25 June 2019
After having provided academic support to the negotiation of the UN Declaration on the rights of peasants and other people working in rural areas (UNDROP) for ten years, our research project on the rights of peasants focuses on its implementation.
At an expert seminar co-organized with the Swiss Federal Department of Foreign Affairs and the Friedrich-Ebert-Stiftung Geneva Office, several United Nations (UN) Special Rapporteurs, Independent Experts, members of UN working groups and UN treaty bodies, civil society representatives and staff of the UN Office of the High Commissioner for Human Rights discussed the role of UN human rights mechanisms in the implementation of the UNDROP.
‘We took advantage of the annual meeting of UN Special Procedures in Geneva to organize this seminar in order to get concrete inputs from UN Special Procedures whose mandates touch upon the promotion and protection of the rights of peasants’ explains Dr Christophe Golay, Senior Research Fellow and Strategic Adviser on Economic, Social and Cultural Rights at the Geneva Academy.
Our Research Brief The Implementation of the UN Declaration on the Rights of Peasants and Other People Working in Rural Areas and its main recommendations informed the discussions.
Several UN experts agreed to integrate the UNDROP in their work and discussed the possibility to issue a joint statement describing their role in monitoring the UNDROP's implementation before the start of the 74th session of the UN General Assembly in September 2019.
One of the recommendation of the publication calls for the creation of a new monitoring mechanism, such as a new UN Special Procedure on the rights of peasants and other people working in rural areas.
‘In another study that will be published later in 2019, we will describe the potential role and mandate of such a new mechanism, as well as the specific role of existing monitoring mechanisms, including the Universal Periodic Review, UN Special Procedures and UN treaty bodies in monitoring the implementation of the UNDROP’ concludes Dr Golay.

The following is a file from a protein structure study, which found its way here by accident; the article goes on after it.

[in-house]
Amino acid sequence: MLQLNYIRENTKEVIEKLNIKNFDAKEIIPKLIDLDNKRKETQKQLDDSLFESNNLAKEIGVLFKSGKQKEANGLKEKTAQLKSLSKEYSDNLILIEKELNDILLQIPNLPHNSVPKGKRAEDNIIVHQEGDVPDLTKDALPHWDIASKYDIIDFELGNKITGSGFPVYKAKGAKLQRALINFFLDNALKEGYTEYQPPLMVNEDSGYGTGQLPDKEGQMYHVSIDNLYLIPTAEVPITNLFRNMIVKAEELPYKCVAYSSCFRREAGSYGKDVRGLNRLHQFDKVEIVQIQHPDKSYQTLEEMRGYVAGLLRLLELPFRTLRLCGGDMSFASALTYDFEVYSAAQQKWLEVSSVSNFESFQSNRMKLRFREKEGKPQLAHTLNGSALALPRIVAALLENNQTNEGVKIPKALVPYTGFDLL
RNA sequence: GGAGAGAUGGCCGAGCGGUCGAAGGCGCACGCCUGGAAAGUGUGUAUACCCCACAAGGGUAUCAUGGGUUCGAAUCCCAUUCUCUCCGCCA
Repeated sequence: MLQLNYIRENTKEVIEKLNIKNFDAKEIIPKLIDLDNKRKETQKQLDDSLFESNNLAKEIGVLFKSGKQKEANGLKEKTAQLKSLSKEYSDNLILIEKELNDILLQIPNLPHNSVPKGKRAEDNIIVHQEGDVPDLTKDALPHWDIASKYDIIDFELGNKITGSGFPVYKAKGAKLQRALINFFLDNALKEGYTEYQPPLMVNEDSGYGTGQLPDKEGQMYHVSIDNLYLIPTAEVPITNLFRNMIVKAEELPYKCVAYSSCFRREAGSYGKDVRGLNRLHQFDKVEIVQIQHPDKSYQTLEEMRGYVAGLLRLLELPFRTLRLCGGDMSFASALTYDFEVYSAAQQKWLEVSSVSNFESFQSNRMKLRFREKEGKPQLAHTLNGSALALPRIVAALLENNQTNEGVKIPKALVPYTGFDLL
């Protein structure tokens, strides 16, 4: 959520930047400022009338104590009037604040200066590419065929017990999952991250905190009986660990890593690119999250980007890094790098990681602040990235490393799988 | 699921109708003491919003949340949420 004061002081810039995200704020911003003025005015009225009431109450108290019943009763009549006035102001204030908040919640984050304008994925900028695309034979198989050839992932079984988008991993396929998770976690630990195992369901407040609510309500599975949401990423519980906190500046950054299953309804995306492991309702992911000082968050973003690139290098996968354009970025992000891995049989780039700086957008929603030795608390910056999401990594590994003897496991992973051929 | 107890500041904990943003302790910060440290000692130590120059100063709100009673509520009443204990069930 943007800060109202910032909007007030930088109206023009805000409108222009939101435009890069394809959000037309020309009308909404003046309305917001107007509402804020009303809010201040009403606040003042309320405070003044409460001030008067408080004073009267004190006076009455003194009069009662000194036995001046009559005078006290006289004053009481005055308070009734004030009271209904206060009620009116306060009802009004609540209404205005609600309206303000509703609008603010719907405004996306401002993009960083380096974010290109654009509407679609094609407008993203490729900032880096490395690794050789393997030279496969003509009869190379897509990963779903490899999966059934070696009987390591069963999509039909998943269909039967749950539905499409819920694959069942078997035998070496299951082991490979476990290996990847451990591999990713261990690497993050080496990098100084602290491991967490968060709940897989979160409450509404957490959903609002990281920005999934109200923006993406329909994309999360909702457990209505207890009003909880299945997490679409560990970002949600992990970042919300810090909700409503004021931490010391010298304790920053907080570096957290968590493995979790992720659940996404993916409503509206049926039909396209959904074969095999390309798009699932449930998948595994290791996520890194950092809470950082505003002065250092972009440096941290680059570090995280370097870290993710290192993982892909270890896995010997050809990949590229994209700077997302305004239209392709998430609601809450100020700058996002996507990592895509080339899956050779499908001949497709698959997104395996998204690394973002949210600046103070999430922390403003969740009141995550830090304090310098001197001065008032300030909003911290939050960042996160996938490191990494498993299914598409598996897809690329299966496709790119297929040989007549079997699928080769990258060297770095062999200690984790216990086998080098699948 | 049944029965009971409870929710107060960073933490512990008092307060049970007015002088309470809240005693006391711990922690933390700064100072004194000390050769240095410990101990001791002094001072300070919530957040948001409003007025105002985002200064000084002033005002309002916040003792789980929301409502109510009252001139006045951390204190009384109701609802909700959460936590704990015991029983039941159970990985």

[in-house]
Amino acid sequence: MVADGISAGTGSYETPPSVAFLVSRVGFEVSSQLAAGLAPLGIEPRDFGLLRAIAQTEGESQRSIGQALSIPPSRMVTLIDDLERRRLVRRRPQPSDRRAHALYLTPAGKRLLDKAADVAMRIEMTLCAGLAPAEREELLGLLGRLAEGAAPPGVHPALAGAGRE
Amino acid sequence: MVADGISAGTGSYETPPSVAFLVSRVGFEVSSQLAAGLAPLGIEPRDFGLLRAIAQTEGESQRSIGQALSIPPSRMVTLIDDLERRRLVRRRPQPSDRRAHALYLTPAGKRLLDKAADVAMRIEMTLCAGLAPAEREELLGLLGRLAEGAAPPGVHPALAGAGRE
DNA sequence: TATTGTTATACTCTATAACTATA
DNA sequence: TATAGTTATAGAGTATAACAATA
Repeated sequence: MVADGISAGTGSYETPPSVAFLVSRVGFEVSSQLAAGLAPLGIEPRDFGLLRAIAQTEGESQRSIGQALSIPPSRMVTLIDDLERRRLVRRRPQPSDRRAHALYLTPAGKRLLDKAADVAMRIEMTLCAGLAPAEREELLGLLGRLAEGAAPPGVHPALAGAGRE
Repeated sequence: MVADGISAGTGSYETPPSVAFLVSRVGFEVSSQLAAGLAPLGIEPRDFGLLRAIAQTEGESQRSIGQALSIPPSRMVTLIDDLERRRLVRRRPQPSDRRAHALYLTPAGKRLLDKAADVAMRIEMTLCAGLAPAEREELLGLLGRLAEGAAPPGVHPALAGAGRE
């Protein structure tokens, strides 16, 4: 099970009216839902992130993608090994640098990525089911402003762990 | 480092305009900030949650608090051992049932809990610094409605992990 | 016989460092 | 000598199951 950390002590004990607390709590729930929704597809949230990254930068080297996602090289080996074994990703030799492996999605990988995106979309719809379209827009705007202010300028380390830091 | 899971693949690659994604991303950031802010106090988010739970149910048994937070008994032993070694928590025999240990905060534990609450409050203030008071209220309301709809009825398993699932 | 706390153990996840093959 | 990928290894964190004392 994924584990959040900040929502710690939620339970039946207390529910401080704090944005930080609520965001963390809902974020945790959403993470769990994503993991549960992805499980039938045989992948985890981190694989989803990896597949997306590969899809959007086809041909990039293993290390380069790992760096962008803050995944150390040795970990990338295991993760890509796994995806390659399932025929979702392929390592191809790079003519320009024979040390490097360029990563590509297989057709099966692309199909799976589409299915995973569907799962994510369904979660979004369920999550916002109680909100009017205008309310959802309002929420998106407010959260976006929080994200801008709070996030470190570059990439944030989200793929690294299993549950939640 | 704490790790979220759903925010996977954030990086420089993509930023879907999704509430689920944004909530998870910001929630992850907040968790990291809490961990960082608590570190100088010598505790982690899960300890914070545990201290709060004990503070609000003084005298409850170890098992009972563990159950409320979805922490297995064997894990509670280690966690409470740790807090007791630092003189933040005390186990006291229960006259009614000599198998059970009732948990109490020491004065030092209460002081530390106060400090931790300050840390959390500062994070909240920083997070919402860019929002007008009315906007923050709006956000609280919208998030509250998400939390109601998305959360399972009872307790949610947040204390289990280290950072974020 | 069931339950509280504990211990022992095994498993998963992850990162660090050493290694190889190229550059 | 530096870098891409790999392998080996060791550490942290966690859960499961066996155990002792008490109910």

Our Research Fellow Dr Domenico Zipoli just defended with success his PhD thesis The Power of Engagement: Assessing the Effectiveness of Cooperation between UN Human Rights Treaty Bodies and National Human Rights Institutions.
In the context of the 2021 Human Rights Week and its academic colloquium, graduate and postgraduate researchers who obtained their PhD within the past ten years are invited to submit proposals that explore the different facets of discriminations and inequalities and discuss their human rights impact.
The 2021 Annual Conference will discuss the connectivity between national human rights actors and the Geneva-based international mechanisms.
This online event – co-organized with UPR Info, OHCHR, and GANHRI – will discuss a new study commissioned by OHCHR on emerging good practices in UPR.
Francisco Proner / Farpa/ CIDH
This short course, which can be followed in Geneva or online, aims at presenting the institutions and procedures in charge of the implementation of international human rights law.
This short course, which can be followed in Geneva or online, will provide participants with an introduction to substantive human rights law. It will start with an introduction to the nature and sources of international human rights law and its place in the international legal system. The course will then provide a presentation of the main principles applicable to substantive rights (jurisdiction, obligation and limitations).
Olivier Chamard/Geneva Academy
This project will facilitate a multistakeholder consultative process to identify knowledge gaps, generate new evidence and co-design evidence-based tools to support regulatory and policy responses to human rights challenges linked to digital technologies.